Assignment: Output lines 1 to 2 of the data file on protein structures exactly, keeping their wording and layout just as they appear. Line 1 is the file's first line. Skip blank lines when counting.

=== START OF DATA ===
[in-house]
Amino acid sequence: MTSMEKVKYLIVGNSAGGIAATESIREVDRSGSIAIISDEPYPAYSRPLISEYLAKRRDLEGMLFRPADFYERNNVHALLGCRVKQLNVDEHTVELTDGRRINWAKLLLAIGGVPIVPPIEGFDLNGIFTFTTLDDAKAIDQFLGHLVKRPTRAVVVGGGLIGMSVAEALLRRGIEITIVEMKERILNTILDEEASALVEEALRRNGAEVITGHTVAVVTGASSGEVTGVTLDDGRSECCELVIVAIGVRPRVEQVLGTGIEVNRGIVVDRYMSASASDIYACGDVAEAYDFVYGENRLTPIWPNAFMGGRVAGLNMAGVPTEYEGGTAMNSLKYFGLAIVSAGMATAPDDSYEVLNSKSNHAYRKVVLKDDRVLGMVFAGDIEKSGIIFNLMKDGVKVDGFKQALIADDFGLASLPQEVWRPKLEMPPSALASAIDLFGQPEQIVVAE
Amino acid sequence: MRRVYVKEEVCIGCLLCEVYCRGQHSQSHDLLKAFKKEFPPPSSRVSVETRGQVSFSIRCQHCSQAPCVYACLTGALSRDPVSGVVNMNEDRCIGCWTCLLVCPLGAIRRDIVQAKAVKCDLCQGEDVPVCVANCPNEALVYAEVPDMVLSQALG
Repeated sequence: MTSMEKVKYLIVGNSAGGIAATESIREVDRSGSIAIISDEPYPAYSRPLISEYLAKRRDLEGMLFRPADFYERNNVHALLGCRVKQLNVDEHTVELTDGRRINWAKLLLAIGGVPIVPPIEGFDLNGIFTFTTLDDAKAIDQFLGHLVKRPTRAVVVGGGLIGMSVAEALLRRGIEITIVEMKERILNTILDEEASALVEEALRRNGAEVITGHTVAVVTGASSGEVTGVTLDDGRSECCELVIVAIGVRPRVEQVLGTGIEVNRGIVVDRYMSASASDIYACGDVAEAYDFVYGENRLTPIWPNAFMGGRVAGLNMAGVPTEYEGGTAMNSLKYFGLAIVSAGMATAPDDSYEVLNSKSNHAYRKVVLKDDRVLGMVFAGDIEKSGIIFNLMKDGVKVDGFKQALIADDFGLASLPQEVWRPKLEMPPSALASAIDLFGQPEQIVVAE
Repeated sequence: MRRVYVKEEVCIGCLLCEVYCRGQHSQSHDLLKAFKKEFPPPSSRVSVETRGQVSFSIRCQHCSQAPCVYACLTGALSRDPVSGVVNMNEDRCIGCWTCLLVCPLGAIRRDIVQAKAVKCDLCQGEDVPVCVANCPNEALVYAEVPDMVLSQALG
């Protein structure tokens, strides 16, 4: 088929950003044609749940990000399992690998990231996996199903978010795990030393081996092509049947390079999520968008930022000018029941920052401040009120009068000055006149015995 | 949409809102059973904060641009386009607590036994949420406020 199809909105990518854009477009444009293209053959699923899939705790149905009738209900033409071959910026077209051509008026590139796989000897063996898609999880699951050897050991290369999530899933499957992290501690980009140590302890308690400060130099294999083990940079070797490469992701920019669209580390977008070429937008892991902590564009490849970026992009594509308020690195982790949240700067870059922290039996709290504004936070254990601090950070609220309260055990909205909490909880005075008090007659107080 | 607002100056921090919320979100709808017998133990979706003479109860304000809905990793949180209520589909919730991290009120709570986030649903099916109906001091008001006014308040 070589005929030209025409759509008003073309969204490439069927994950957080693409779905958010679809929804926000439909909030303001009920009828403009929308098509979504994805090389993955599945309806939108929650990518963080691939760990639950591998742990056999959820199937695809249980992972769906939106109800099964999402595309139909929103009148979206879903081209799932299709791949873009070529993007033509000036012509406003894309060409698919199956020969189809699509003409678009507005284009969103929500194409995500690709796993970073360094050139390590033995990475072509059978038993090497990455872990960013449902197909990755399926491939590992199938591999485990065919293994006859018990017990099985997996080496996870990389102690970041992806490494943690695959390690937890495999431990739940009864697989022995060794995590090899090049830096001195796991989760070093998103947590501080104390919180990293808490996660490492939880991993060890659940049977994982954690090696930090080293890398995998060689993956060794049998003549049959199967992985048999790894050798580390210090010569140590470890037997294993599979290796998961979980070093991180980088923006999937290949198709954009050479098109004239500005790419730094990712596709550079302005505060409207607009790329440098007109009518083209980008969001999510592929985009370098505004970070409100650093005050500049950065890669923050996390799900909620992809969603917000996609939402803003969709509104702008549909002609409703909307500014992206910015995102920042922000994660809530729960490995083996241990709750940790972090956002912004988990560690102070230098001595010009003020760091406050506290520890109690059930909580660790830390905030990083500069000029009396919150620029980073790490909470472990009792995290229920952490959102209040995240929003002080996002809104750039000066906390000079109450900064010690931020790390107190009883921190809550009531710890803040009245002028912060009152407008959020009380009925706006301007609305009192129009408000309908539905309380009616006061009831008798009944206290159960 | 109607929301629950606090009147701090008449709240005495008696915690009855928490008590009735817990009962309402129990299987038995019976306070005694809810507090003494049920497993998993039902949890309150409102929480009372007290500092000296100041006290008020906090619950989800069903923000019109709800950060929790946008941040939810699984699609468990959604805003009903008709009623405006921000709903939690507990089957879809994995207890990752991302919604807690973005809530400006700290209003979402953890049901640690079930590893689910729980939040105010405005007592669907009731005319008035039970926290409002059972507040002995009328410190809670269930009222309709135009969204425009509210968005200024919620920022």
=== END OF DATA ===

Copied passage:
[in-house]
Amino acid sequence: MTSMEKVKYLIVGNSAGGIAATESIREVDRSGSIAIISDEPYPAYSRPLISEYLAKRRDLEGMLFRPADFYERNNVHALLGCRVKQLNVDEHTVELTDGRRINWAKLLLAIGGVPIVPPIEGFDLNGIFTFTTLDDAKAIDQFLGHLVKRPTRAVVVGGGLIGMSVAEALLRRGIEITIVEMKERILNTILDEEASALVEEALRRNGAEVITGHTVAVVTGASSGEVTGVTLDDGRSECCELVIVAIGVRPRVEQVLGTGIEVNRGIVVDRYMSASASDIYACGDVAEAYDFVYGENRLTPIWPNAFMGGRVAGLNMAGVPTEYEGGTAMNSLKYFGLAIVSAGMATAPDDSYEVLNSKSNHAYRKVVLKDDRVLGMVFAGDIEKSGIIFNLMKDGVKVDGFKQALIADDFGLASLPQEVWRPKLEMPPSALASAIDLFGQPEQIVVAE